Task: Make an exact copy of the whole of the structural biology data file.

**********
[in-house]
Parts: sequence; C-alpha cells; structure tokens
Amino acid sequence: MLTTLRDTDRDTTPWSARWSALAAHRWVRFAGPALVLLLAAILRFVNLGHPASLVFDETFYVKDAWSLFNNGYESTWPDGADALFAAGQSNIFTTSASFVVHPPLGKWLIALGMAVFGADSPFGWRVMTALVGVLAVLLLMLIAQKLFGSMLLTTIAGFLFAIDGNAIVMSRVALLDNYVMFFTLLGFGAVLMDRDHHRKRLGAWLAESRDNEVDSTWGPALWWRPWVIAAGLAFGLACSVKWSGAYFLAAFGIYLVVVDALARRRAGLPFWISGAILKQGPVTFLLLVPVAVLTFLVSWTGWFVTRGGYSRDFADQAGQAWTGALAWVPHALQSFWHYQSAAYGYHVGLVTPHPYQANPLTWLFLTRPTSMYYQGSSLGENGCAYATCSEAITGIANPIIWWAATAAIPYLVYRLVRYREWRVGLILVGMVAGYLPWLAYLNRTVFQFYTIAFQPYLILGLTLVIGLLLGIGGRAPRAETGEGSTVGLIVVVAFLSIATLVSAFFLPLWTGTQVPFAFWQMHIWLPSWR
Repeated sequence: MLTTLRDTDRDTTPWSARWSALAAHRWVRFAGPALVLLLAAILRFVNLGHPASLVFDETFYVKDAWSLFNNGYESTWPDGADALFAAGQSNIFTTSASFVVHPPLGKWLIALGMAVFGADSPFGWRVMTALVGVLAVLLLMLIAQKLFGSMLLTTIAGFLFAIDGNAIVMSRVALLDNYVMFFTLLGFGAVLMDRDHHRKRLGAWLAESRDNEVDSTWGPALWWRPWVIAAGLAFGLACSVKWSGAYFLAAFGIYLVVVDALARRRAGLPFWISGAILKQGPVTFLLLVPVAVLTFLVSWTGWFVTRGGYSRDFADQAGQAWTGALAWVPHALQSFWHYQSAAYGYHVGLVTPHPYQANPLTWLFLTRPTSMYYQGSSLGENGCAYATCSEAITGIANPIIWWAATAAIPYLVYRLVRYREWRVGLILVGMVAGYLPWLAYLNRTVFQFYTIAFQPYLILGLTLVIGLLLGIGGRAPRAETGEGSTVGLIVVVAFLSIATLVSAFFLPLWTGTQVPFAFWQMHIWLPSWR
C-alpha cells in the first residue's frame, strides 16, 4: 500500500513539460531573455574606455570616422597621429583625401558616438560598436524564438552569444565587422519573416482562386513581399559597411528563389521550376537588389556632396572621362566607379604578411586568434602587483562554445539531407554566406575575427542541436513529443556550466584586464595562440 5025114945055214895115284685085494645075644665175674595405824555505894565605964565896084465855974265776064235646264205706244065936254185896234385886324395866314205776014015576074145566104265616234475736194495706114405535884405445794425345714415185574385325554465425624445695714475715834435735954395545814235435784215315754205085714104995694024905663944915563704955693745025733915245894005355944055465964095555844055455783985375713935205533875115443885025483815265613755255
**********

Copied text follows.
[in-house]
Parts: sequence; C-alpha cells; structure tokens
Amino acid sequence: MLTTLRDTDRDTTPWSARWSALAAHRWVRFAGPALVLLLAAILRFVNLGHPASLVFDETFYVKDAWSLFNNGYESTWPDGADALFAAGQSNIFTTSASFVVHPPLGKWLIALGMAVFGADSPFGWRVMTALVGVLAVLLLMLIAQKLFGSMLLTTIAGFLFAIDGNAIVMSRVALLDNYVMFFTLLGFGAVLMDRDHHRKRLGAWLAESRDNEVDSTWGPALWWRPWVIAAGLAFGLACSVKWSGAYFLAAFGIYLVVVDALARRRAGLPFWISGAILKQGPVTFLLLVPVAVLTFLVSWTGWFVTRGGYSRDFADQAGQAWTGALAWVPHALQSFWHYQSAAYGYHVGLVTPHPYQANPLTWLFLTRPTSMYYQGSSLGENGCAYATCSEAITGIANPIIWWAATAAIPYLVYRLVRYREWRVGLILVGMVAGYLPWLAYLNRTVFQFYTIAFQPYLILGLTLVIGLLLGIGGRAPRAETGEGSTVGLIVVVAFLSIATLVSAFFLPLWTGTQVPFAFWQMHIWLPSWR
Repeated sequence: MLTTLRDTDRDTTPWSARWSALAAHRWVRFAGPALVLLLAAILRFVNLGHPASLVFDETFYVKDAWSLFNNGYESTWPDGADALFAAGQSNIFTTSASFVVHPPLGKWLIALGMAVFGADSPFGWRVMTALVGVLAVLLLMLIAQKLFGSMLLTTIAGFLFAIDGNAIVMSRVALLDNYVMFFTLLGFGAVLMDRDHHRKRLGAWLAESRDNEVDSTWGPALWWRPWVIAAGLAFGLACSVKWSGAYFLAAFGIYLVVVDALARRRAGLPFWISGAILKQGPVTFLLLVPVAVLTFLVSWTGWFVTRGGYSRDFADQAGQAWTGALAWVPHALQSFWHYQSAAYGYHVGLVTPHPYQANPLTWLFLTRPTSMYYQGSSLGENGCAYATCSEAITGIANPIIWWAATAAIPYLVYRLVRYREWRVGLILVGMVAGYLPWLAYLNRTVFQFYTIAFQPYLILGLTLVIGLLLGIGGRAPRAETGEGSTVGLIVVVAFLSIATLVSAFFLPLWTGTQVPFAFWQMHIWLPSWR
C-alpha cells in the first residue's frame, strides 16, 4: 500500500513539460531573455574606455570616422597621429583625401558616438560598436524564438552569444565587422519573416482562386513581399559597411528563389521550376537588389556632396572621362566607379604578411586568434602587483562554445539531407554566406575575427542541436513529443556550466584586464595562440 5025114945055214895115284685085494645075644665175674595405824555505894565605964565896084465855974265776064235646264205706244065936254185896234385886324395866314205776014015576074145566104265616234475736194495706114405535884405445794425345714415185574385325554465425624445695714475715834435735954395545814235435784215315754205085714104995694024905663944915563704955693745025733915245894005355944055465964095555844055455783985375713935205533875115443885025483815265613755255